go to basket

Slow-Cooked Purple Cape Beans

Pure velvet. The best little beans we’ve set on a stove.

About 2½ cups, serving 4 to 6


Overnight to soak the beans and about 1½ hours to cook


We introduce this recipe for Purple Cape Beans to accompany a chili
 we’ve developed. But Purple Cape Beans don’t need chili to beef up their bonafides—they’ve got an historic pedigree and captivating taste all on their own, thank you very much. If you asked them, they’d probably say they prefer not to be swallowed up by a big pot of stew anyway.

There are so many ways to serve these simple beans. Rice may well be their first preference. But on a pedestrian level, they’re terrific with eggs or simply mashed onto a thick slice of buttered toast with or without a strip or two of bacon for company. They provide excellent cushioning for pan-seared fish and they cavort happily with braised root vegetables or greens. They also like a bit of lamb or game. If you’ve made our chili, nibble Purple Cape Beans on the side or drift them on the top and eat the two together.

Our basic approach was to give them a nudge of encouragement and get out of the way.

Cooking Remarks

We cooked these beans straightaway without soaking and also after an overnight soak to get a sense of how each method would impact the final taste and texture of the beans. There was no palpable difference except in time spent on the stove—1¼ to 1½ hours if soaked, 2½ hours if unsoaked. The key is a whisper simmer and regular ministrations with a wooden spoon.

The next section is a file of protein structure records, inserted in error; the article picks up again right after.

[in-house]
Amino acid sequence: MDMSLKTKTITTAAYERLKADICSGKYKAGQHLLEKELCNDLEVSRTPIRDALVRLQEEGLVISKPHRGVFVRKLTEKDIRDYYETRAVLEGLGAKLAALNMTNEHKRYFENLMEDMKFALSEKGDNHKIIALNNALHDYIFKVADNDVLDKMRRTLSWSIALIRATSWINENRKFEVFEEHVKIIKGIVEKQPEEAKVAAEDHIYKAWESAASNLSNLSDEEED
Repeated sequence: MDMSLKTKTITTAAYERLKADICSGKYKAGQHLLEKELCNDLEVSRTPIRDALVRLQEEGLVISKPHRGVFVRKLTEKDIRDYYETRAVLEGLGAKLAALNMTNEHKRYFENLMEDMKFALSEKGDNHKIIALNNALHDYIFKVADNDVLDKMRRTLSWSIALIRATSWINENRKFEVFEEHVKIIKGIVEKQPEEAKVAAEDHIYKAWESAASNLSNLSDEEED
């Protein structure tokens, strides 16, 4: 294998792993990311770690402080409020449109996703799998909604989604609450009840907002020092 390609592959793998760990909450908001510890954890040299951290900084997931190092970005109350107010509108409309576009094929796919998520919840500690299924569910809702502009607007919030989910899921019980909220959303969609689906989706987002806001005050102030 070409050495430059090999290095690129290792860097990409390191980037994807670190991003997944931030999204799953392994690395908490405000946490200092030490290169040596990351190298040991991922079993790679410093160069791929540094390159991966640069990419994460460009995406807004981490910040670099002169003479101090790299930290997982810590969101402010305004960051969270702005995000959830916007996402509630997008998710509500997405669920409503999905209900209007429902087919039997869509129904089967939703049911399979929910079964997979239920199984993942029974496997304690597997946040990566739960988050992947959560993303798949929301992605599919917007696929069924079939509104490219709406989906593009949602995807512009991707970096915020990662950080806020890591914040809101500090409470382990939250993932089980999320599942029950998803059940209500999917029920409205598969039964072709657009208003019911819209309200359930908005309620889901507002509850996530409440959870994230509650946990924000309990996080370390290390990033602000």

equipment mise en place

For this recipe, you will need a heavy-bottomed 3-quart saucepan and a wooden spoon.

    • 3
      cups spring or filtered water
    • 7
      ounces (1 cup) Anson Mills Purple Cape Beans, covered with water, soaked overnight in the refrigerator, and then drained
    • ½
      yellow onion, peeled, cut through root end, and layers left intact
    • ½
      carrot, peeled
    • 2
      small inner celery ribs, leaves attached
    • 2
      large garlic cloves, peeled and halved
    • 1
      small Turkish bay leaf
    • ½
      teaspoon red pepper flakes, or to taste
    • Fine sea salt
    • 3
      tablespoons of a young, fruit-forward red wine (we used Gigondas)

    Bring the water to a simmer over medium-high heat in heavy-bottomed 3-quart saucepan. Stir in the beans, the onion, carrot, celery, garlic, and bay leaf. Return the liquid to a simmer, and then reduce the heat to low. Cover the pan partially and simmer very gently, stirring occasionally, until the beans are tender and what liquid remains in the pan has thickened slightly, 1¼ to 1½ hours. (If the beans were not soaked, they will require about 2½ hours to become tender; add hot water as needed during simmering to keep the beans just moistened.) 


    Remove and discard the vegetables and bay leaf. Season the beans with the red pepper flakes and salt to taste. Stir in the wine and cook over medium heat until just heated through and the raw taste of wine is gone. Taste for seasoning and serve hot.